WASHINGTON -- Secretary of Defense Donald H. Rumsfeld said in an internal memo last week that more than two years after the Sept. 11, 2001, attacks it remains unclear if the United States is winning the war on terrorism or whether the ranks of Islamic militants are growing faster than the US government can stop them.
For Rumsfeld, who has been one of the Bush administration's leading public voices in its worldwide campaign to root out terrorists, it was a rare expression of doubt.
"Today, we lack metrics to know if we are winning or losing the global war on terror," he told his top lieutenants. "Is our current situation such that the harder we work, the behinder we get?"
The memo, first reported yesterday by USA Today, outlined "mixed results" in the battle against the Al Qaeda network, the perpetrators of the Sept. 11 attacks, and offered a stark outlook for military operations in Afghanistan and Iraq, saying both endeavors will be a "long, hard slog" even if it is "pretty clear" that the US-led coalition can ultimately win.
To some foreign policy and terrorism specialists, the missive was interpreted as a realization among senior administration officials that its offensives against terrorists are not enough to ensure long-term security. The aggressive tactics used in the war on terrorism -- by the military, intelligence, and law enforcement agencies -- must be matched with public campaigns to win the "hearts and minds" of Muslims who could become anti-American radicals, the specialists said. "The US is putting relatively little effort into a long-range plan," Rumsfeld wrote, "but we are putting a great deal of effort into trying to stop terrorists. The cost-benefit ratio is against us. Our cost is billions against the terrorists' costs of millions."
President Bush, traveling in Australia, supported Rumsfeld, saying he agreed that the "war is going to be tough work, and it's going to take a while."
Bush said he had not seen the secretary's memo but said that as for the idea of doing more to prepare, "I cannot agree more," the Associated Press reported.
Daniel Benjamin, a terrorism official on the National Security Council in the Clinton administration and a senior fellow at the Center for Strategic and International Studies in Washington, said the memo is a positive sign.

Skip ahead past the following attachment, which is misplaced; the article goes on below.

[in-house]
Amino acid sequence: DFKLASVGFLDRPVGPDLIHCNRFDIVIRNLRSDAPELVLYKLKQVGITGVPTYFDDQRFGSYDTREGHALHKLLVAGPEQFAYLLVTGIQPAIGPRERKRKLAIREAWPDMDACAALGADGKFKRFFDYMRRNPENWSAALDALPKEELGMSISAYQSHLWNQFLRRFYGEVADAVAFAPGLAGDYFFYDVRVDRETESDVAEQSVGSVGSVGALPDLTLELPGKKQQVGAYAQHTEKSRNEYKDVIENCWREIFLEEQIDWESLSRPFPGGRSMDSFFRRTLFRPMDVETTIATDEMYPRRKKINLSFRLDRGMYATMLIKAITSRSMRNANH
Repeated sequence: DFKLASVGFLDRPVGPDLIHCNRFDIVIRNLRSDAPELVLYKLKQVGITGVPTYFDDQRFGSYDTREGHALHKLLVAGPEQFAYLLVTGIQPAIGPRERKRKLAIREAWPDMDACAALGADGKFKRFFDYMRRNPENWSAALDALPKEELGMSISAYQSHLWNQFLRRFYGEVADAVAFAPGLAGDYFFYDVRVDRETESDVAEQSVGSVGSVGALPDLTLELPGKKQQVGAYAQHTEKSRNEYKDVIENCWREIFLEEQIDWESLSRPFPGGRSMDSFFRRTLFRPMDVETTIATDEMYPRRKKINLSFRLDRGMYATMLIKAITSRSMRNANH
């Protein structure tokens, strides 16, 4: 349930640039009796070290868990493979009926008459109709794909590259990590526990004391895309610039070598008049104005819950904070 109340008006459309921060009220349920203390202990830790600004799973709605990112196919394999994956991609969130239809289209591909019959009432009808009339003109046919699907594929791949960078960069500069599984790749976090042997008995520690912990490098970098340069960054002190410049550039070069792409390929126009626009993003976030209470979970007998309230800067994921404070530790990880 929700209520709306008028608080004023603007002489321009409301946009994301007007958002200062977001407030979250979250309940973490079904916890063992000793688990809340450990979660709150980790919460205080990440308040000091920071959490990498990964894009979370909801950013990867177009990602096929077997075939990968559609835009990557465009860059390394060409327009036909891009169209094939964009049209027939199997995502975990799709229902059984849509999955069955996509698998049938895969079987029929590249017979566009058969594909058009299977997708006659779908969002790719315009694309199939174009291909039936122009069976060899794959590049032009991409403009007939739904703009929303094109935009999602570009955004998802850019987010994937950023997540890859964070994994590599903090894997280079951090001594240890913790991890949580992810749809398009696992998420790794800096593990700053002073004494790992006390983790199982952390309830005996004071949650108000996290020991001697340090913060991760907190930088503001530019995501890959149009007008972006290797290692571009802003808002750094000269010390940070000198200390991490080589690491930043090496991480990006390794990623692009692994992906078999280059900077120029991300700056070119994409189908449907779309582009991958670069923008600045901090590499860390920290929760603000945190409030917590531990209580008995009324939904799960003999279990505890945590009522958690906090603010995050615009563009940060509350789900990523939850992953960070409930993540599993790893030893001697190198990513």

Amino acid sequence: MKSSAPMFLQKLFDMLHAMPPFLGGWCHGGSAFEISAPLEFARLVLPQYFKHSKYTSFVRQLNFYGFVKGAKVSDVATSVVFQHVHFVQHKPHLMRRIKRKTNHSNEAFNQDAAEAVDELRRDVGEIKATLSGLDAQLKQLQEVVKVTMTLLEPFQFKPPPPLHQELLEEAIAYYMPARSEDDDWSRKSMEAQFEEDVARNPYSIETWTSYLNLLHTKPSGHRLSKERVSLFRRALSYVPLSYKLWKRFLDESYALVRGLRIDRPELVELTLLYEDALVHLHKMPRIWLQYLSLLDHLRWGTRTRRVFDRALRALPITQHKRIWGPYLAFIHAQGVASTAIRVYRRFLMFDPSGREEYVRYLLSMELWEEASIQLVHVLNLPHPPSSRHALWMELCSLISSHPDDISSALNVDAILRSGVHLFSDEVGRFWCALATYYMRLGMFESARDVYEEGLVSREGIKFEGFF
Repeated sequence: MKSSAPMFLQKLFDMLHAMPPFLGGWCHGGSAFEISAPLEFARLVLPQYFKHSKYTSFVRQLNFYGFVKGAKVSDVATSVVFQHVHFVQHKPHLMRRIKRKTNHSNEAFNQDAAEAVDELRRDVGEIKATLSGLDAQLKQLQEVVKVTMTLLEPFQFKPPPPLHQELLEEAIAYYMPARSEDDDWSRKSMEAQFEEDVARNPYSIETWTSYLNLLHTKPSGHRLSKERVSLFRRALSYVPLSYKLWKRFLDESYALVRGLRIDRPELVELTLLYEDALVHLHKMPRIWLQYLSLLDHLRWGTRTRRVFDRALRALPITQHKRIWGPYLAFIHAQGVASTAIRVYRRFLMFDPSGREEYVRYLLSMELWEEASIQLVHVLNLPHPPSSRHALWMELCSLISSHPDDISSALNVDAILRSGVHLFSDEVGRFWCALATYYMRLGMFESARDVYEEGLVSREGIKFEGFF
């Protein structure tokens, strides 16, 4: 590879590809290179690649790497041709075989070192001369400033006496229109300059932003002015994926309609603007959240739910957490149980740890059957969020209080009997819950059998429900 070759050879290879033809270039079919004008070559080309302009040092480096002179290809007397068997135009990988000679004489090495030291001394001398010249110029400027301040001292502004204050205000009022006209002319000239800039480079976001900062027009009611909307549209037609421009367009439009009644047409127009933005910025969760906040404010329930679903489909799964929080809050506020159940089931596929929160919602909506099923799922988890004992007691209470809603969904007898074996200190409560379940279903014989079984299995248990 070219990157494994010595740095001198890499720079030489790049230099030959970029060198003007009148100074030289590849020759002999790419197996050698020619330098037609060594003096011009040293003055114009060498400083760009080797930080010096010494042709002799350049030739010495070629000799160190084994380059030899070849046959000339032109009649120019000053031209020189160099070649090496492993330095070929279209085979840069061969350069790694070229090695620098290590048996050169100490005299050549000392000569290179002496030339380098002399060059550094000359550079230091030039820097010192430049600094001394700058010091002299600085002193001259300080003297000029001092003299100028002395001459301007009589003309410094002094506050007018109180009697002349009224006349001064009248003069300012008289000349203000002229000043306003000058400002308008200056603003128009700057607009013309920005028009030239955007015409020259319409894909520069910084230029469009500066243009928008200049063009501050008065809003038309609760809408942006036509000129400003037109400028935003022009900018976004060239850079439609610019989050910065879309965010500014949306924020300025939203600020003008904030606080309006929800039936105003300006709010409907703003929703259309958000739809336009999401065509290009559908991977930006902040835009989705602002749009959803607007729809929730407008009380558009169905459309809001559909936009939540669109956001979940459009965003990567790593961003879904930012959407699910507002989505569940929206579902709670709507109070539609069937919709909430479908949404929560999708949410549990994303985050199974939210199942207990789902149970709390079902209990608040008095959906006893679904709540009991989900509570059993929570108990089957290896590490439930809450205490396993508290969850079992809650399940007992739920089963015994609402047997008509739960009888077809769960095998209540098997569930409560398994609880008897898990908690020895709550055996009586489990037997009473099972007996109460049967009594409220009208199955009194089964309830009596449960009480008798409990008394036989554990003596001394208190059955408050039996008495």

"I am delighted that Rumsfeld is asking these questions," Benjamin said. "You would never get the sense from the public presentation that there was that much self-criticism going on."
The memo was sent on Oct. 16 to Deputy Secretary of Defense Paul D. Wolfowitz, Joint Chiefs of Staff chairman General Richard B. Myers, Joint Chiefs vice chairman General Peter Pace, and Undersecretary of Defense for Policy Douglas J. Feith. Pentagon aides downplayed the note's significance yesterday by describing it as a typical letter from Rumsfeld. Rumsfeld is known for blanketing aides with memos he calls "snowflakes" that are intended -- as he told reporters yesterday -- to raise questions "in the broadest possible context."
Larry Di Rita, his spokesman, said: "He injects urgency. He asks questions, and he gets people thinking about things."
The memo provided insight into the defense secretary's thinking about what it will take to win the war on terrorism and build stable societies in Iraq and Afghanistan that no longer threaten American interests.
"We are having mixed results with Al Qaeda, although we have put considerable pressure on them," he wrote. "Nonetheless, a great many [of its members] remain at large."
Rumsfeld said "reasonable progress" has been made in tracking down the top 55 leaders of the former Iraqi regime, but "somewhat slower" strides have been made in tracking down leaders of the former Taliban regime that ruled Afghanistan and provided safe harbor to Al Qaeda leader Osama bin Laden and his terrorist camps that trained tens of thousands of recruits. The hunt for members of the Al Qaeda-linked group Ansar Al Islam in Iraq, he added, is "just getting started."
As for the long-term goal of rolling back Islamic militancy, Rumsfeld asked several more pointed questions.
"Have we fashioned the right mix of rewards, amnesty, protection, and confidence in the US? Does the US need to fashion a broad, integrated plan to stop the next generation of terrorists? Do we need a new organization? How do we stop those who are financing the radical . . . schools? Are we capturing, killing, or deterring and dissuading more terrorists every day than the [religious schools] and the radical clerics are recruiting, training, and deploying against us?" he added.
Specialists expressed hope that the memo would prompt some hard thinking about what more the United States should be doing to counterbalance its heavy emphasis on military force with other nonviolent strategies to limit the radicalization of Muslim populations.
"What has been lost in the war on terrorism, above all, is a realistic sense of Al Qaeda's relationship to the larger environment of the Muslim world and the long-term threat from radical Islam," Benjamin said.
"I do think [Rumsfeld] recognizes there are problems out there, and he is asking the questions," said Vincent Cannistraro, former counterterrorism chief at the CIA.
Benjamin said that constructing a long-term policy to reduce the ranks of terrorist recruits, however, is not the job of the Pentagon. "We have an Iraq policy, but not a radical Islam policy. Iraq was not a terrorism problem before we invaded." In his memo, Rumsfeld noted that "it is not possible to change [the Defense Department] fast enough to successfully fight the war on terror; an alternative might be to try to fashion a new institution, either within [the Pentagon] or elsewhere -- one that seamlessly focuses the capabilities of several departments and agencies on this key problem."